Phillip Mark McGough

Praying For Failure: Trump and the Confounding of the Critics

Niall Ferguson observed back in the summer of 2016 that the worst nightmare for the liberal mindset wasn’t a Trump Presidency- it was a successful Trump Presidency. Well, here we are. Confronted by a booming economy at home and a steady tally of geopolitical victories abroad, President’s Trump’s domestic critics by definition have no option but to pray for failure. Unfortunately for them this means they have no option but to pray for America to fail, which is seldom a good look: Bill Maher’s splenetic “bring on the recession” for example, or Nancy Pelosi’s sneering dismissal of the plummeting unemployment rate. It’s the kind of rhetoric that makes a newly-optimistic Middle America despise the pessimists even more, in turn almost guaranteeing the President his second term. Meanwhile a bored billionaire who ran for a laugh continues to slice his way through a cat’s cradle of Gordian Knots. If Trump is making it look easy it’s because it is easy- just as any game becomes easy once you discard the rule book.

Consider the President’s transfer of diplomatic primacy from Tel Aviv to Jerusalem and his voiding of Obama’s execrable Iran deal. All Trump is doing is calling out what we all knew to be so much nonsense all along. The litany of misplaced pieties that underwrite traditional statecraft mean nothing to him: His is a child’s delight in pointing at the naked emperor. The President’s critics often say he’s an oaf, a vulgarian, a blunderer, a fool- and they say it like it’s a bad thing. It shouldn’t be forgotten that the medieval fool existed in a liminal space of his own, beyond the conventional authority of the court. In a world of ritualized fictions and fossilized formalities, he was of course the only one free to speak his mind.

For its part, the media continues to inflict upon itself the most tortuous double-jointed mental calisthenics imaginable to avoid giving the President any credit whatsoever for his achievements. Needless to say the loathing is mutual, but whereas other Presidents like Nixon raged against the press in private, Trump rages against it in public- with the added novelty that a plurality of the American people are raging against it along with him, wearied and sickened in equal measure by the ceaseless self-satisfied smuggery of an MSM-entertainment complex that’s as captious as it is irrelevant. And how irrelevant they really are- when Robert De Niro yawping profanities to an audience of spoiled, tuxedoed sexual truants qualifies as a revolutionary act. It’s tragic stuff. They really do still see themselves as the vanguard of the resistance, a bit like the oblivious Japanese soldier defending a Pacific atoll into the 1970s, long after the war was lost.

As for the remarkable scenes in Singapore this week, it goes without saying that an Obama-brokered Korean deal would have prompted a paroxysm of pan-planetary gratitude. In the event, Obama was laureled by the Nobel Committee for achieving precisely zero. This wasn’t necessarily his fault: When awarded the Peace Prize he’d barely been in office 9 months. Yet even at the end of his 8 year term his legacy still amounted to precisely zero, unless you count droning a few Yemeni weddings and striking a cosmically idiotic bargain with Iran. Compare and contrast with everything Trump has achieved in his first 18 months: The economy revivified; unemployment at historic lows; ISIS destroyed as a geopolitical force in the Middle East with no additional toll in terms of American lives; that same Middle East realigning around an Israel-Saudi axis; and now a very real possibility of a tolerable relationship with Pyongyang. This is a reconfiguration of the global chessboard up there with Nixon opening up China and Reagan administering the lethal shot to the senescent USSR. We live in transitional times, and for better or worse the palimpsest of international relations now bears Trump’s ineradicable stamp.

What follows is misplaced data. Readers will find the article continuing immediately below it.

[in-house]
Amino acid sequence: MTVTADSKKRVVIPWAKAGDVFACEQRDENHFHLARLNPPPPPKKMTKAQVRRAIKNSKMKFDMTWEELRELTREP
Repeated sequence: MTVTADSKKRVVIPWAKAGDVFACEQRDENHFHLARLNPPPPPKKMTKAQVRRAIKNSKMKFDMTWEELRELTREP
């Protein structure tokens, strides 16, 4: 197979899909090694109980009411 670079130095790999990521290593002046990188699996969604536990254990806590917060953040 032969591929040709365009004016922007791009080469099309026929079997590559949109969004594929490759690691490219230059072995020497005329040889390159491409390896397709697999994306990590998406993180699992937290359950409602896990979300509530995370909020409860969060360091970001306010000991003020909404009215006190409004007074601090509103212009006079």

Inevitably we wonder what’s next. Notwithstanding this President’s penchant for unpredictability, rule by caprice, one of his more dependable tactics is the passive-aggressive ruse of ridicule and thunderous threat followed by rapprochement- a classic boardroom technique. As with Chairman Kim, old enemies can become new friends in the space of a few tweets. So: A peace deal with Iran? Trump and Supreme Leader Khamenei (or more likely the ailing theocrat’s successor) inspiring a bumper crop of memes in the grounds of a luxuriously neutral hotel in Geneva? Absurd. Unthinkable. Ridiculous. And for precisely those reasons, don’t write it off. Under this administration, things you thought you’d never see are becoming quotidian. In a universe where Dennis Rodman wears a MAGA hat while weeping tears of joy over President Trump the peacemaker, anything is possible.

About the Author
Freelance writer and commentator, blogger for the Huffington Post and the Jerusalem Post, contributor to Quillette magazine
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